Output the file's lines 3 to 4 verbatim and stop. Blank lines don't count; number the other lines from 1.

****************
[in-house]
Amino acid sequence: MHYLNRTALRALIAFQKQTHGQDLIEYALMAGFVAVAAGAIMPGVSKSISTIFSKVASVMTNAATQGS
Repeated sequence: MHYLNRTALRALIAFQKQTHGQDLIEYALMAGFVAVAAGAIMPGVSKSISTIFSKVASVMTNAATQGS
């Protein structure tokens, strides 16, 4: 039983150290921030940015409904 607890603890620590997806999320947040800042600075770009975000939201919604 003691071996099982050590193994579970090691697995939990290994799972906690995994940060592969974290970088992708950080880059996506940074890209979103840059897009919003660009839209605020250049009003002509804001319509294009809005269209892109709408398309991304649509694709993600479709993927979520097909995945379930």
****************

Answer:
Repeated sequence: MHYLNRTALRALIAFQKQTHGQDLIEYALMAGFVAVAAGAIMPGVSKSISTIFSKVASVMTNAATQGS
């Protein structure tokens, strides 16, 4: 039983150290921030940015409904 607890603890620590997806999320947040800042600075770009975000939201919604 003691071996099982050590193994579970090691697995939990290994799972906690995994940060592969974290970088992708950080880059996506940074890209979103840059897009919003660009839209605020250049009003002509804001319509294009809005269209892109709408398309991304649509694709993600479709993927979520097909995945379930």